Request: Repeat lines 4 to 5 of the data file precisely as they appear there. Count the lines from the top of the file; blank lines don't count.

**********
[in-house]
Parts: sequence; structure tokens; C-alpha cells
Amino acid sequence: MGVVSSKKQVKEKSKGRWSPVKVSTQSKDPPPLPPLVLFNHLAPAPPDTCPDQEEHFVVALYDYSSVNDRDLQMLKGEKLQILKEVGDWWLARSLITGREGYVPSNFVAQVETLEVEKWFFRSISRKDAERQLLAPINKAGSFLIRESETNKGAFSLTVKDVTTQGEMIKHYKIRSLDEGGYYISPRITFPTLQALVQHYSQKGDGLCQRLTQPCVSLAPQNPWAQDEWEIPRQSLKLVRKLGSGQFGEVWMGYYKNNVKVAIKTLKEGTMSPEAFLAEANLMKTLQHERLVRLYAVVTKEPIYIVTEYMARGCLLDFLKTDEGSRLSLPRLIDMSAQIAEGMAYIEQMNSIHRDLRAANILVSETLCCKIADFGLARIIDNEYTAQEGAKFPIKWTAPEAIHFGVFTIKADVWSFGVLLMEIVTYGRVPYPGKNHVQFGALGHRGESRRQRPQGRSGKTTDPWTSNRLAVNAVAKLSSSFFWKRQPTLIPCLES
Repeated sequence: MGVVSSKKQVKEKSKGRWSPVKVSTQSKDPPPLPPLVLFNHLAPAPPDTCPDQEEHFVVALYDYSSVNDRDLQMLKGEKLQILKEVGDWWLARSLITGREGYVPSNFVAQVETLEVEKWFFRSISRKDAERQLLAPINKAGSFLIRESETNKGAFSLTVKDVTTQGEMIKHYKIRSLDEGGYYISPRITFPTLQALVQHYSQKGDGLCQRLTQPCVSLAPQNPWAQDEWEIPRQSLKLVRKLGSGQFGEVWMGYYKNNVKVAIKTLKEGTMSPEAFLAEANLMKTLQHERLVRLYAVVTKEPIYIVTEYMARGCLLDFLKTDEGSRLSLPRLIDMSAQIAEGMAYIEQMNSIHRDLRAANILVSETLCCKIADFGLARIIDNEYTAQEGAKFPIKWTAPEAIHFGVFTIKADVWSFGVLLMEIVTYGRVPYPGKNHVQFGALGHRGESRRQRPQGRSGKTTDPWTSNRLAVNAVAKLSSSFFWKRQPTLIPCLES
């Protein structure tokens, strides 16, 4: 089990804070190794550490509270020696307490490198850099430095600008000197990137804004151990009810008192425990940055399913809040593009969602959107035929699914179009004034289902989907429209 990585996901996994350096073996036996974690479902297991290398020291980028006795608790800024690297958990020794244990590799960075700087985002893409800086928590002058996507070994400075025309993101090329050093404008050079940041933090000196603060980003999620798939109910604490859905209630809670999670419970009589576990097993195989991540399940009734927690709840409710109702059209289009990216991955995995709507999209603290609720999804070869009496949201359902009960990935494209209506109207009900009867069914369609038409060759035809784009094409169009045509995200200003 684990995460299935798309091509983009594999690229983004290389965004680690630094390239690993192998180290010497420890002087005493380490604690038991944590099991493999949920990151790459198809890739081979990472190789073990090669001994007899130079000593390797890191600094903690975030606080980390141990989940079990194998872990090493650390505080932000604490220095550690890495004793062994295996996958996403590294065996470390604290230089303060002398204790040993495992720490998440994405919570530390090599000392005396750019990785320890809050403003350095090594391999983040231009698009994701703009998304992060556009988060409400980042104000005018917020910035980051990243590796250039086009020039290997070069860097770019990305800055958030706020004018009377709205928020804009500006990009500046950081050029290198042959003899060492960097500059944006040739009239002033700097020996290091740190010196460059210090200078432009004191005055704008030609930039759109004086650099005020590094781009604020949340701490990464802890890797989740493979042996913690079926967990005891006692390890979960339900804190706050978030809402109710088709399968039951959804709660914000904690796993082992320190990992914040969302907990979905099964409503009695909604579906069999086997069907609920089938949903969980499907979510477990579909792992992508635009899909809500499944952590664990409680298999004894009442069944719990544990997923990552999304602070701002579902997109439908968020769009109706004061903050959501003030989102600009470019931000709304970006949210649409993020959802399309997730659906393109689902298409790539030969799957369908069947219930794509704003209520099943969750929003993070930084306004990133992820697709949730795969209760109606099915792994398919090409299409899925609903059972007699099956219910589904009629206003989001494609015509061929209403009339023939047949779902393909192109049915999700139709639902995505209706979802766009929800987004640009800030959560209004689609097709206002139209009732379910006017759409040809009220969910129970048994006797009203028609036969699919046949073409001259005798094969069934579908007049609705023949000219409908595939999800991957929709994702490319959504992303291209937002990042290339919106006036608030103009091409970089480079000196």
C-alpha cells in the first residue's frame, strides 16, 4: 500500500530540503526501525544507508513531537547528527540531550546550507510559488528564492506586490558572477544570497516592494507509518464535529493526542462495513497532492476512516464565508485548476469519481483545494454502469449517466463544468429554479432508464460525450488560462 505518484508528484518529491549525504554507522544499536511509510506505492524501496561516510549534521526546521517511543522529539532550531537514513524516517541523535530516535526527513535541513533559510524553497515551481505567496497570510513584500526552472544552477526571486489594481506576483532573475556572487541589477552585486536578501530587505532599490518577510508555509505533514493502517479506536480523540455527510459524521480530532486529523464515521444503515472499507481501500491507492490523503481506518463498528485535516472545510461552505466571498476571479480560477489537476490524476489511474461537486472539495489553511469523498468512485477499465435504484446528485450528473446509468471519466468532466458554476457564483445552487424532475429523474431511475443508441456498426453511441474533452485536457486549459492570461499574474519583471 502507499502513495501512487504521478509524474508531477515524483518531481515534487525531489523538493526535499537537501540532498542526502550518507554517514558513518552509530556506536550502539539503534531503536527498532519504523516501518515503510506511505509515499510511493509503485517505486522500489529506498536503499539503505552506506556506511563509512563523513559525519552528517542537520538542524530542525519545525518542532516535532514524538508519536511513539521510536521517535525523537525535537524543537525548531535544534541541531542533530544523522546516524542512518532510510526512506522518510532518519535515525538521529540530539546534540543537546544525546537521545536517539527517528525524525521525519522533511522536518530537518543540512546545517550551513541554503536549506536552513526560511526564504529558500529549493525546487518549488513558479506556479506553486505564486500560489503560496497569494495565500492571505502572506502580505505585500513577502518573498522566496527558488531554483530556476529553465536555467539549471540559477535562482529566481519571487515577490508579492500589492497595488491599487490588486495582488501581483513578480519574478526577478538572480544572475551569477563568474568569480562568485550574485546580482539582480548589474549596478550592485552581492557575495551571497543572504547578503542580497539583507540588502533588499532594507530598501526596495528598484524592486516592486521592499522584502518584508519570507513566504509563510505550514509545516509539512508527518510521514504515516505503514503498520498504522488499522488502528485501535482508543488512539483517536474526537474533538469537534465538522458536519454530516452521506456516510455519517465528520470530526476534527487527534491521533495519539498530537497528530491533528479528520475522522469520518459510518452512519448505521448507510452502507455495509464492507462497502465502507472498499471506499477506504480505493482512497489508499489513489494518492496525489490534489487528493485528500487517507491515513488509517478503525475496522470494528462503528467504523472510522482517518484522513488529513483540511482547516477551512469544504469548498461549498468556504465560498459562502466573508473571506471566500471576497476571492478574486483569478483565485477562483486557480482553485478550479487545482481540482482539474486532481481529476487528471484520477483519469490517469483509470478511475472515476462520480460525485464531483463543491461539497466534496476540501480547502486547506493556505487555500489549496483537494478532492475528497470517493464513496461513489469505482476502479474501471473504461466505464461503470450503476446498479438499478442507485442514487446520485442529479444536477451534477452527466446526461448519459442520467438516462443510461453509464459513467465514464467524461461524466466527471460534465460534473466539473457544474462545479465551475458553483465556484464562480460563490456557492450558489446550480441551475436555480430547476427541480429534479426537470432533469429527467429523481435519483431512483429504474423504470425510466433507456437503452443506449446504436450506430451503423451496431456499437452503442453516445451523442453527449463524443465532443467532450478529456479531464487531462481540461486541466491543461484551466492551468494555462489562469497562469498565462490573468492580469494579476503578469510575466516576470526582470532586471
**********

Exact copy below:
Repeated sequence: MGVVSSKKQVKEKSKGRWSPVKVSTQSKDPPPLPPLVLFNHLAPAPPDTCPDQEEHFVVALYDYSSVNDRDLQMLKGEKLQILKEVGDWWLARSLITGREGYVPSNFVAQVETLEVEKWFFRSISRKDAERQLLAPINKAGSFLIRESETNKGAFSLTVKDVTTQGEMIKHYKIRSLDEGGYYISPRITFPTLQALVQHYSQKGDGLCQRLTQPCVSLAPQNPWAQDEWEIPRQSLKLVRKLGSGQFGEVWMGYYKNNVKVAIKTLKEGTMSPEAFLAEANLMKTLQHERLVRLYAVVTKEPIYIVTEYMARGCLLDFLKTDEGSRLSLPRLIDMSAQIAEGMAYIEQMNSIHRDLRAANILVSETLCCKIADFGLARIIDNEYTAQEGAKFPIKWTAPEAIHFGVFTIKADVWSFGVLLMEIVTYGRVPYPGKNHVQFGALGHRGESRRQRPQGRSGKTTDPWTSNRLAVNAVAKLSSSFFWKRQPTLIPCLES
């Protein structure tokens, strides 16, 4: 089990804070190794550490509270020696307490490198850099430095600008000197990137804004151990009810008192425990940055399913809040593009969602959107035929699914179009004034289902989907429209 990585996901996994350096073996036996974690479902297991290398020291980028006795608790800024690297958990020794244990590799960075700087985002893409800086928590002058996507070994400075025309993101090329050093404008050079940041933090000196603060980003999620798939109910604490859905209630809670999670419970009589576990097993195989991540399940009734927690709840409710109702059209289009990216991955995995709507999209603290609720999804070869009496949201359902009960990935494209209506109207009900009867069914369609038409060759035809784009094409169009045509995200200003 684990995460299935798309091509983009594999690229983004290389965004680690630094390239690993192998180290010497420890002087005493380490604690038991944590099991493999949920990151790459198809890739081979990472190789073990090669001994007899130079000593390797890191600094903690975030606080980390141990989940079990194998872990090493650390505080932000604490220095550690890495004793062994295996996958996403590294065996470390604290230089303060002398204790040993495992720490998440994405919570530390090599000392005396750019990785320890809050403003350095090594391999983040231009698009994701703009998304992060556009988060409400980042104000005018917020910035980051990243590796250039086009020039290997070069860097770019990305800055958030706020004018009377709205928020804009500006990009500046950081050029290198042959003899060492960097500059944006040739009239002033700097020996290091740190010196460059210090200078432009004191005055704008030609930039759109004086650099005020590094781009604020949340701490990464802890890797989740493979042996913690079926967990005891006692390890979960339900804190706050978030809402109710088709399968039951959804709660914000904690796993082992320190990992914040969302907990979905099964409503009695909604579906069999086997069907609920089938949903969980499907979510477990579909792992992508635009899909809500499944952590664990409680298999004894009442069944719990544990997923990552999304602070701002579902997109439908968020769009109706004061903050959501003030989102600009470019931000709304970006949210649409993020959802399309997730659906393109689902298409790539030969799957369908069947219930794509704003209520099943969750929003993070930084306004990133992820697709949730795969209760109606099915792994398919090409299409899925609903059972007699099956219910589904009629206003989001494609015509061929209403009339023939047949779902393909192109049915999700139709639902995505209706979802766009929800987004640009800030959560209004689609097709206002139209009732379910006017759409040809009220969910129970048994006797009203028609036969699919046949073409001259005798094969069934579908007049609705023949000219409908595939999800991957929709994702490319959504992303291209937002990042290339919106006036608030103009091409970089480079000196």